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13 Epic Team Building Activities That Your Team Will Actually Love

Team building games – extroverts dominate them, introverts are embarrassed by them, and pretty much everyone tries to avoid them!

It’s not that corporate team building games are not enjoyable. They can be fun, educational, and bring the participants in touch with the softer side of each other, ultimately turning them into a well-oiled machine-like team at the workplace. 

However, office team building activities oftentimes fail because of poor planning. For instance, the worst thing that you can do to someone who is shy of people is to put the spotlight on them before they are comfortable with others in the room. “Hey, introduce yourself to others”, is a surefire way to kill the mood. Never start with something personal!

The worst thing that you can do to someone who is shy of people is to put the spotlight on them before they are comfortable with others in the room.Rather than asking people to participate in an activity or task, team building exercises should elicit interest, curiosity, and excitement to encourage participation organically. When planned properly, team building activities can be powerful tools for improving motivation, productivity, and collaboration at the workplace.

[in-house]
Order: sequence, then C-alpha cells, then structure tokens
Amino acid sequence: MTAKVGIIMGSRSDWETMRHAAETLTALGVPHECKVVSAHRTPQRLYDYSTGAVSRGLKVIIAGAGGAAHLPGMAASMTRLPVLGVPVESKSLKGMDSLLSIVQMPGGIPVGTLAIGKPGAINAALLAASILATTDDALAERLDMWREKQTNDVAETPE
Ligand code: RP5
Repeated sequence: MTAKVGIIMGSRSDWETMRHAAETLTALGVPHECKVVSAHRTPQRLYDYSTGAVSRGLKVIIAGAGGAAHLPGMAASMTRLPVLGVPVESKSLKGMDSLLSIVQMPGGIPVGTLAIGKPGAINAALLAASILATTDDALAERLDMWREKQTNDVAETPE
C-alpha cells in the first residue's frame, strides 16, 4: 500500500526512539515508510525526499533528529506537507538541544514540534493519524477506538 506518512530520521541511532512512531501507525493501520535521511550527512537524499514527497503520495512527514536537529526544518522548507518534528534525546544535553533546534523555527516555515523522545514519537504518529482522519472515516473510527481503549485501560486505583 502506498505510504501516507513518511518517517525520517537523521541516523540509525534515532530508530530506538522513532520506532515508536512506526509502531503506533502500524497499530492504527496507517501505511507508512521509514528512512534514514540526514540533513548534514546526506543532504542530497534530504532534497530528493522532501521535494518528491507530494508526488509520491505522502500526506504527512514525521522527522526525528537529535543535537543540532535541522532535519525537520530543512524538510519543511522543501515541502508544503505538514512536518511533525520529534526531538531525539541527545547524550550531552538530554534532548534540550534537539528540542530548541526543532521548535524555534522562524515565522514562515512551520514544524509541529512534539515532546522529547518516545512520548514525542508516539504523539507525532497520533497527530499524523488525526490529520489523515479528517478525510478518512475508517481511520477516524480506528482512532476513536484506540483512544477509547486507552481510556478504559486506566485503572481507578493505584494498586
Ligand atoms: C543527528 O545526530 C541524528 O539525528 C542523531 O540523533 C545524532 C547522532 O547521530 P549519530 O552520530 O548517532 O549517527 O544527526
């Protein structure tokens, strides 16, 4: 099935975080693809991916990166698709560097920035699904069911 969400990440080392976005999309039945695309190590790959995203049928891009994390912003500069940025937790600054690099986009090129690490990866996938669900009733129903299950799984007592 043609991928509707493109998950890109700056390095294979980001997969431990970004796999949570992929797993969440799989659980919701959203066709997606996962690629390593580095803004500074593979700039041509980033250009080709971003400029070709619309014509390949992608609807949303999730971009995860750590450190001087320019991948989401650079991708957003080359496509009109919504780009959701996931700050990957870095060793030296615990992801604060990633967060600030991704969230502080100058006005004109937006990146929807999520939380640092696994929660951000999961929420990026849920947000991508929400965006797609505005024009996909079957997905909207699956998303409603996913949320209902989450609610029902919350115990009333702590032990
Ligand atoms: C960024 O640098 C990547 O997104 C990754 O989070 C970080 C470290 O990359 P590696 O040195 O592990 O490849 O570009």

Here are some fun team building exercises for work that your team will not run away from.

 

The Ice-Breakers and Confidence-Builders

Activity #1: The Human Knot

Time Required: 15 Minutes

Ideal Number of Participants: 10-20

Objective: Ice-breaker game that also improves communication.

The game’s rules are simple. Get a fairly large team of participants to stand in a circle, closely, shoulder to shoulder. Each person should extend their right hand forward and grab a random person’s hand. Then, they all extend their left hand forward and grab another random person’s left hand. The goal is to untangle their knot of arms without releasing their hands.

The game gets team members involved without putting any spotlight on any of them. Before they know it, they’ll start enjoying the game and get in the mood. It’s a great game to start the team building games. 

 

Activity #2: The Mine Field

Time Required: 15 Minutes

Ideal Number of Participants: 6+ (Teams of 2)

Objective: Build confidence in each team-member and get them involved in the games, while improving communication between each other.

When you want your team members to interact with each other in a more open and friendly environment, go beyond the indoor team building games. Take Mine Field, for example. It is best played in a large open area like parking lot, resort park, or a ground. Place a variety of objects across the open space. Split the participants into teams of two. Let them choose their team-members so that they can be comfortable with each other. Now, one of the participants blindfolds the other and then moves to the other side of the open space. They are now on two sides of the open space.